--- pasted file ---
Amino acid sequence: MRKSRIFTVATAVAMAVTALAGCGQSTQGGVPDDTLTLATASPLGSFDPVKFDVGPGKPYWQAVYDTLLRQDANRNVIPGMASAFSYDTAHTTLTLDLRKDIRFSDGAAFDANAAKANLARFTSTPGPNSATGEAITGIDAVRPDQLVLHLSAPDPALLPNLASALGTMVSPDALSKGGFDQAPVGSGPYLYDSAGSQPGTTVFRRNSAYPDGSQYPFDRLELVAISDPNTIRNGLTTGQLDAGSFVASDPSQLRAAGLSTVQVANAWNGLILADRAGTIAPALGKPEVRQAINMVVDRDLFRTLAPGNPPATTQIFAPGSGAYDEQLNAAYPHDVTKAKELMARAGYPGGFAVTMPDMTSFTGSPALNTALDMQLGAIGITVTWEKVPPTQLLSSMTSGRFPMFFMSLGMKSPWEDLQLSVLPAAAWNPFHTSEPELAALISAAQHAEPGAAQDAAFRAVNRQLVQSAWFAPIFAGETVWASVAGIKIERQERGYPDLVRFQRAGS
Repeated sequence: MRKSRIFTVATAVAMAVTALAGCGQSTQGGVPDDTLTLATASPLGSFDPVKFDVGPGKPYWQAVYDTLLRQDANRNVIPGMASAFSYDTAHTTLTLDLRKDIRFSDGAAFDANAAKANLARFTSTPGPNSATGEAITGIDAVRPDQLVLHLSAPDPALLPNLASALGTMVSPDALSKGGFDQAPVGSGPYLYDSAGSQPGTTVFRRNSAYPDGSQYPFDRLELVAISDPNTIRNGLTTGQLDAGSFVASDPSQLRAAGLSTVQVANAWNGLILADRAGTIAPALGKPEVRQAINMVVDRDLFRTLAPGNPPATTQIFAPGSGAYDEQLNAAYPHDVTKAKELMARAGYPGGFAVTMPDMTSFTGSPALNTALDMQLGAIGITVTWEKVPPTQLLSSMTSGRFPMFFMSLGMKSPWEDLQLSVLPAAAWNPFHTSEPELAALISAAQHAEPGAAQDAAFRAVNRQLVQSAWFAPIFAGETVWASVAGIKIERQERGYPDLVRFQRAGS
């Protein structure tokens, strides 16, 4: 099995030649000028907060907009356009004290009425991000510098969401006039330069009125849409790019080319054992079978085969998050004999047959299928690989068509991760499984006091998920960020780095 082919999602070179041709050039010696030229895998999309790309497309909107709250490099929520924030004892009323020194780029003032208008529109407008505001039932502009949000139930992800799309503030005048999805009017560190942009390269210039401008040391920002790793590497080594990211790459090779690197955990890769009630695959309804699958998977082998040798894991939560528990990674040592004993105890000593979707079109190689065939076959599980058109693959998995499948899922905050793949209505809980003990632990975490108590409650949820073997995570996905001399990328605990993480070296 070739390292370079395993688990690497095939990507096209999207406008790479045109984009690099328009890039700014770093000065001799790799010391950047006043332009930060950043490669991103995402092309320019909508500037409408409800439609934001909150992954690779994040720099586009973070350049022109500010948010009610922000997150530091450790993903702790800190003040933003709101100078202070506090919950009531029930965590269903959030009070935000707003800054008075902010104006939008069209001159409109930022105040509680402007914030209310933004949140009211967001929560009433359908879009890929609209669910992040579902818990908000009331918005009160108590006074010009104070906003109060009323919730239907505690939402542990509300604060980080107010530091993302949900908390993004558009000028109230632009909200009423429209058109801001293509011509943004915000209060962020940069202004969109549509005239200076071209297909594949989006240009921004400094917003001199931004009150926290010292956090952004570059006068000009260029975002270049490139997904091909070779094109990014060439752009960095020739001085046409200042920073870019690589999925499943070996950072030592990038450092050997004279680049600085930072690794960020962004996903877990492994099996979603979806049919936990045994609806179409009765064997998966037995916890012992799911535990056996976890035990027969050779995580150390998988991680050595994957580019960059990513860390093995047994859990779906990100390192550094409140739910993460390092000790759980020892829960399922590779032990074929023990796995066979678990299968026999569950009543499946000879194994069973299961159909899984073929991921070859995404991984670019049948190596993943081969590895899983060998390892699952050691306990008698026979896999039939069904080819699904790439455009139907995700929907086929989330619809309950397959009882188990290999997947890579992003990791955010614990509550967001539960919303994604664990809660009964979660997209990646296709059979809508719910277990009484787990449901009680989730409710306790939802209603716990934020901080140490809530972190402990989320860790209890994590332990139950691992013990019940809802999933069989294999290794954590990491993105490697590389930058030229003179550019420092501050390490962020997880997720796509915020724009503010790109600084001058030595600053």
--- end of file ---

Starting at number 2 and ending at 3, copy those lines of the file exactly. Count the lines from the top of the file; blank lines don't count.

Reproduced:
Repeated sequence: MRKSRIFTVATAVAMAVTALAGCGQSTQGGVPDDTLTLATASPLGSFDPVKFDVGPGKPYWQAVYDTLLRQDANRNVIPGMASAFSYDTAHTTLTLDLRKDIRFSDGAAFDANAAKANLARFTSTPGPNSATGEAITGIDAVRPDQLVLHLSAPDPALLPNLASALGTMVSPDALSKGGFDQAPVGSGPYLYDSAGSQPGTTVFRRNSAYPDGSQYPFDRLELVAISDPNTIRNGLTTGQLDAGSFVASDPSQLRAAGLSTVQVANAWNGLILADRAGTIAPALGKPEVRQAINMVVDRDLFRTLAPGNPPATTQIFAPGSGAYDEQLNAAYPHDVTKAKELMARAGYPGGFAVTMPDMTSFTGSPALNTALDMQLGAIGITVTWEKVPPTQLLSSMTSGRFPMFFMSLGMKSPWEDLQLSVLPAAAWNPFHTSEPELAALISAAQHAEPGAAQDAAFRAVNRQLVQSAWFAPIFAGETVWASVAGIKIERQERGYPDLVRFQRAGS
């Protein structure tokens, strides 16, 4: 099995030649000028907060907009356009004290009425991000510098969401006039330069009125849409790019080319054992079978085969998050004999047959299928690989068509991760499984006091998920960020780095 082919999602070179041709050039010696030229895998999309790309497309909107709250490099929520924030004892009323020194780029003032208008529109407008505001039932502009949000139930992800799309503030005048999805009017560190942009390269210039401008040391920002790793590497080594990211790459090779690197955990890769009630695959309804699958998977082998040798894991939560528990990674040592004993105890000593979707079109190689065939076959599980058109693959998995499948899922905050793949209505809980003990632990975490108590409650949820073997995570996905001399990328605990993480070296 070739390292370079395993688990690497095939990507096209999207406008790479045109984009690099328009890039700014770093000065001799790799010391950047006043332009930060950043490669991103995402092309320019909508500037409408409800439609934001909150992954690779994040720099586009973070350049022109500010948010009610922000997150530091450790993903702790800190003040933003709101100078202070506090919950009531029930965590269903959030009070935000707003800054008075902010104006939008069209001159409109930022105040509680402007914030209310933004949140009211967001929560009433359908879009890929609209669910992040579902818990908000009331918005009160108590006074010009104070906003109060009323919730239907505690939402542990509300604060980080107010530091993302949900908390993004558009000028109230632009909200009423429209058109801001293509011509943004915000209060962020940069202004969109549509005239200076071209297909594949989006240009921004400094917003001199931004009150926290010292956090952004570059006068000009260029975002270049490139997904091909070779094109990014060439752009960095020739001085046409200042920073870019690589999925499943070996950072030592990038450092050997004279680049600085930072690794960020962004996903877990492994099996979603979806049919936990045994609806179409009765064997998966037995916890012992799911535990056996976890035990027969050779995580150390998988991680050595994957580019960059990513860390093995047994859990779906990100390192550094409140739910993460390092000790759980020892829960399922590779032990074929023990796995066979678990299968026999569950009543499946000879194994069973299961159909899984073929991921070859995404991984670019049948190596993943081969590895899983060998390892699952050691306990008698026979896999039939069904080819699904790439455009139907995700929907086929989330619809309950397959009882188990290999997947890579992003990791955010614990509550967001539960919303994604664990809660009964979660997209990646296709059979809508719910277990009484787990449901009680989730409710306790939802209603716990934020901080140490809530972190402990989320860790209890994590332990139950691992013990019940809802999933069989294999290794954590990491993105490697590389930058030229003179550019420092501050390490962020997880997720796509915020724009503010790109600084001058030595600053």